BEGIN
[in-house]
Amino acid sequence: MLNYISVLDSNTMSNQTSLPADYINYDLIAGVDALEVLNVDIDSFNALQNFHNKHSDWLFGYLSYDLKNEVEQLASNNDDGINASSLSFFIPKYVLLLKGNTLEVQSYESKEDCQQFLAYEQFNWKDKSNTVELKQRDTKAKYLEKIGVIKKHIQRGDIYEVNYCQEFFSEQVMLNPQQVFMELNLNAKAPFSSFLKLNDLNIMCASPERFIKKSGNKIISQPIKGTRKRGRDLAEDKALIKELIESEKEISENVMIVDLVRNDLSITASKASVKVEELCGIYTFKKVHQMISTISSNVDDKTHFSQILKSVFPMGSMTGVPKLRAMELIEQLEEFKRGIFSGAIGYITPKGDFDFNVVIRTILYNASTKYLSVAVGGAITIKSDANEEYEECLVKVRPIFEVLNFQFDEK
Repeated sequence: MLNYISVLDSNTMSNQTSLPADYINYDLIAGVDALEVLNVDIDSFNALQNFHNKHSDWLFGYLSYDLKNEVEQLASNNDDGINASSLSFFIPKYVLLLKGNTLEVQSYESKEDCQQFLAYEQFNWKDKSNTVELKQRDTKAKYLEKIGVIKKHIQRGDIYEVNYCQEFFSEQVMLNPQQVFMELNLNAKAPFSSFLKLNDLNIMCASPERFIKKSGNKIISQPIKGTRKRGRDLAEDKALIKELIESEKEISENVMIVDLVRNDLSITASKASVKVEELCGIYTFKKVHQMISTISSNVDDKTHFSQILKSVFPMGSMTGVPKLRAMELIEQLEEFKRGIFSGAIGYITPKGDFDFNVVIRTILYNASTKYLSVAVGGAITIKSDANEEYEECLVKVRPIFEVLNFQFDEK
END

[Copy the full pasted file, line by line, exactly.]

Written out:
[in-house]
Amino acid sequence: MLNYISVLDSNTMSNQTSLPADYINYDLIAGVDALEVLNVDIDSFNALQNFHNKHSDWLFGYLSYDLKNEVEQLASNNDDGINASSLSFFIPKYVLLLKGNTLEVQSYESKEDCQQFLAYEQFNWKDKSNTVELKQRDTKAKYLEKIGVIKKHIQRGDIYEVNYCQEFFSEQVMLNPQQVFMELNLNAKAPFSSFLKLNDLNIMCASPERFIKKSGNKIISQPIKGTRKRGRDLAEDKALIKELIESEKEISENVMIVDLVRNDLSITASKASVKVEELCGIYTFKKVHQMISTISSNVDDKTHFSQILKSVFPMGSMTGVPKLRAMELIEQLEEFKRGIFSGAIGYITPKGDFDFNVVIRTILYNASTKYLSVAVGGAITIKSDANEEYEECLVKVRPIFEVLNFQFDEK
Repeated sequence: MLNYISVLDSNTMSNQTSLPADYINYDLIAGVDALEVLNVDIDSFNALQNFHNKHSDWLFGYLSYDLKNEVEQLASNNDDGINASSLSFFIPKYVLLLKGNTLEVQSYESKEDCQQFLAYEQFNWKDKSNTVELKQRDTKAKYLEKIGVIKKHIQRGDIYEVNYCQEFFSEQVMLNPQQVFMELNLNAKAPFSSFLKLNDLNIMCASPERFIKKSGNKIISQPIKGTRKRGRDLAEDKALIKELIESEKEISENVMIVDLVRNDLSITASKASVKVEELCGIYTFKKVHQMISTISSNVDDKTHFSQILKSVFPMGSMTGVPKLRAMELIEQLEEFKRGIFSGAIGYITPKGDFDFNVVIRTILYNASTKYLSVAVGGAITIKSDANEEYEECLVKVRPIFEVLNFQFDEK